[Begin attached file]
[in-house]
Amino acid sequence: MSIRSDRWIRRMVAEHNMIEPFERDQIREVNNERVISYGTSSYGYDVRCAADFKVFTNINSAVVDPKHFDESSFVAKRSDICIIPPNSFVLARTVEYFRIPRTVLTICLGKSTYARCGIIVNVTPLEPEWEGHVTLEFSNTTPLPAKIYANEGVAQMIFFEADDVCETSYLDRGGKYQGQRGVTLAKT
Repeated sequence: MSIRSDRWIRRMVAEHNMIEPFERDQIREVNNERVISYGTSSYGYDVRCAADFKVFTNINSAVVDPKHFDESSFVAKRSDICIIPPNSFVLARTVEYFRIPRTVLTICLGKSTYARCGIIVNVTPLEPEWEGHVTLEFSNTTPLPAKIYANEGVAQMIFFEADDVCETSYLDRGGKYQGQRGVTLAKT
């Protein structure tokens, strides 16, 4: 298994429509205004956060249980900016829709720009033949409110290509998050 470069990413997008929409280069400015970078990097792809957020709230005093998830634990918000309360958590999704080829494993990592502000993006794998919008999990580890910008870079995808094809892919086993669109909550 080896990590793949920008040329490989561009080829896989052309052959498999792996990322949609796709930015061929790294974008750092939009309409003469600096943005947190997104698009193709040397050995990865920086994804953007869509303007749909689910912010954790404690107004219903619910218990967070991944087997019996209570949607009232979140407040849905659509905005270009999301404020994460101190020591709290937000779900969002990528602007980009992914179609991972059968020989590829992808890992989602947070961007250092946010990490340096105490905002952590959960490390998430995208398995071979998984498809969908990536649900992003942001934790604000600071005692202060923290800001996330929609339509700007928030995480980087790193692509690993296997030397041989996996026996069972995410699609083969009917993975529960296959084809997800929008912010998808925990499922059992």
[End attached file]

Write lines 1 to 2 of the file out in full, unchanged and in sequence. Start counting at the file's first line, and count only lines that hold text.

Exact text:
[in-house]
Amino acid sequence: MSIRSDRWIRRMVAEHNMIEPFERDQIREVNNERVISYGTSSYGYDVRCAADFKVFTNINSAVVDPKHFDESSFVAKRSDICIIPPNSFVLARTVEYFRIPRTVLTICLGKSTYARCGIIVNVTPLEPEWEGHVTLEFSNTTPLPAKIYANEGVAQMIFFEADDVCETSYLDRGGKYQGQRGVTLAKT